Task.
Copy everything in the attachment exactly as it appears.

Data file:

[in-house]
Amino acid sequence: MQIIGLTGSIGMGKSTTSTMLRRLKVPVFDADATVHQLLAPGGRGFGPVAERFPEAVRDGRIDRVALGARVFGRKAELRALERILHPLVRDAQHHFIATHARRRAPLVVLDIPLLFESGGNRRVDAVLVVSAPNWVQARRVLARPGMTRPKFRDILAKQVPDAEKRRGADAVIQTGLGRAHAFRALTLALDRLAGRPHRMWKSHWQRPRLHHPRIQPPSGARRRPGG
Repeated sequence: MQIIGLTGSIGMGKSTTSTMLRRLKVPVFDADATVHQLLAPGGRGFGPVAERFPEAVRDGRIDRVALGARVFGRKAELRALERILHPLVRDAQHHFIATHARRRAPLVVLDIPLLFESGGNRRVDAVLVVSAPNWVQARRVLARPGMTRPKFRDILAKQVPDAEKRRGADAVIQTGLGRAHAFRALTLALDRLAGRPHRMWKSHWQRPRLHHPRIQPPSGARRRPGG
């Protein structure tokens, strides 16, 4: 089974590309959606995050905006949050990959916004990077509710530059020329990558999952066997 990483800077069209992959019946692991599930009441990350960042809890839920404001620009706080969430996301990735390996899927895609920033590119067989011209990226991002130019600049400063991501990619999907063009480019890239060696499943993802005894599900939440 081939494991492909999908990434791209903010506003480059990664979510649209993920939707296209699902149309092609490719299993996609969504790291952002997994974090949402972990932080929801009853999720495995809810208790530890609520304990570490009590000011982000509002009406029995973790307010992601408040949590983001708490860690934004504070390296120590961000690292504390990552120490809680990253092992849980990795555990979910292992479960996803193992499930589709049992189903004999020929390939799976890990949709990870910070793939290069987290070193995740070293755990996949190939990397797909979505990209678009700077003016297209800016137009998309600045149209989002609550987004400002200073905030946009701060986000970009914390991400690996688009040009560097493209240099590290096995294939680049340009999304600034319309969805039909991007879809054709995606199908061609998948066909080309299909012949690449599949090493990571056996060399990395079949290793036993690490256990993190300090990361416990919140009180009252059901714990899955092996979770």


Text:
[in-house]
Amino acid sequence: MQIIGLTGSIGMGKSTTSTMLRRLKVPVFDADATVHQLLAPGGRGFGPVAERFPEAVRDGRIDRVALGARVFGRKAELRALERILHPLVRDAQHHFIATHARRRAPLVVLDIPLLFESGGNRRVDAVLVVSAPNWVQARRVLARPGMTRPKFRDILAKQVPDAEKRRGADAVIQTGLGRAHAFRALTLALDRLAGRPHRMWKSHWQRPRLHHPRIQPPSGARRRPGG
Repeated sequence: MQIIGLTGSIGMGKSTTSTMLRRLKVPVFDADATVHQLLAPGGRGFGPVAERFPEAVRDGRIDRVALGARVFGRKAELRALERILHPLVRDAQHHFIATHARRRAPLVVLDIPLLFESGGNRRVDAVLVVSAPNWVQARRVLARPGMTRPKFRDILAKQVPDAEKRRGADAVIQTGLGRAHAFRALTLALDRLAGRPHRMWKSHWQRPRLHHPRIQPPSGARRRPGG
């Protein structure tokens, strides 16, 4: 089974590309959606995050905006949050990959916004990077509710530059020329990558999952066997 990483800077069209992959019946692991599930009441990350960042809890839920404001620009706080969430996301990735390996899927895609920033590119067989011209990226991002130019600049400063991501990619999907063009480019890239060696499943993802005894599900939440 081939494991492909999908990434791209903010506003480059990664979510649209993920939707296209699902149309092609490719299993996609969504790291952002997994974090949402972990932080929801009853999720495995809810208790530890609520304990570490009590000011982000509002009406029995973790307010992601408040949590983001708490860690934004504070390296120590961000690292504390990552120490809680990253092992849980990795555990979910292992479960996803193992499930589709049992189903004999020929390939799976890990949709990870910070793939290069987290070193995740070293755990996949190939990397797909979505990209678009700077003016297209800016137009998309600045149209989002609550987004400002200073905030946009701060986000970009914390991400690996688009040009560097493209240099590290096995294939680049340009999304600034319309969805039909991007879809054709995606199908061609998948066909080309299909012949690449599949090493990571056996060399990395079949290793036993690490256990993190300090990361416990919140009180009252059901714990899955092996979770």